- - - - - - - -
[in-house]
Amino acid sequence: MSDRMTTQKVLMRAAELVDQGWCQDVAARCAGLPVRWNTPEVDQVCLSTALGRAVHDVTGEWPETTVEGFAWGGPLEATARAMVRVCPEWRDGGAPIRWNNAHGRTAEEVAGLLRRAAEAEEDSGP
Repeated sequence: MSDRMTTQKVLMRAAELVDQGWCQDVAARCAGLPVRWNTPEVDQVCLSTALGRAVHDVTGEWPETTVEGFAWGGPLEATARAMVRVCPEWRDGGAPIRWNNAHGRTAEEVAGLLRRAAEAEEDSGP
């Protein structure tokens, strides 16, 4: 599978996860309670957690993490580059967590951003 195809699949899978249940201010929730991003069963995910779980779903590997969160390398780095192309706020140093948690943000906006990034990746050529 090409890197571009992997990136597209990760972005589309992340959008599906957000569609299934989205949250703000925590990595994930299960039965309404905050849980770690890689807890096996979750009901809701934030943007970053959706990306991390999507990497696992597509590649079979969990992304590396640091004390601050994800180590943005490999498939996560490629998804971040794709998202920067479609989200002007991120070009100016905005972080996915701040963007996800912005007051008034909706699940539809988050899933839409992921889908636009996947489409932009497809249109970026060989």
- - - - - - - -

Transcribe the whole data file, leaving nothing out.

[in-house]
Amino acid sequence: MSDRMTTQKVLMRAAELVDQGWCQDVAARCAGLPVRWNTPEVDQVCLSTALGRAVHDVTGEWPETTVEGFAWGGPLEATARAMVRVCPEWRDGGAPIRWNNAHGRTAEEVAGLLRRAAEAEEDSGP
Repeated sequence: MSDRMTTQKVLMRAAELVDQGWCQDVAARCAGLPVRWNTPEVDQVCLSTALGRAVHDVTGEWPETTVEGFAWGGPLEATARAMVRVCPEWRDGGAPIRWNNAHGRTAEEVAGLLRRAAEAEEDSGP
């Protein structure tokens, strides 16, 4: 599978996860309670957690993490580059967590951003 195809699949899978249940201010929730991003069963995910779980779903590997969160390398780095192309706020140093948690943000906006990034990746050529 090409890197571009992997990136597209990760972005589309992340959008599906957000569609299934989205949250703000925590990595994930299960039965309404905050849980770690890689807890096996979750009901809701934030943007970053959706990306991390999507990497696992597509590649079979969990992304590396640091004390601050994800180590943005490999498939996560490629998804971040794709998202920067479609989200002007991120070009100016905005972080996915701040963007996800912005007051008034909706699940539809988050899933839409992921889908636009996947489409932009497809249109970026060989």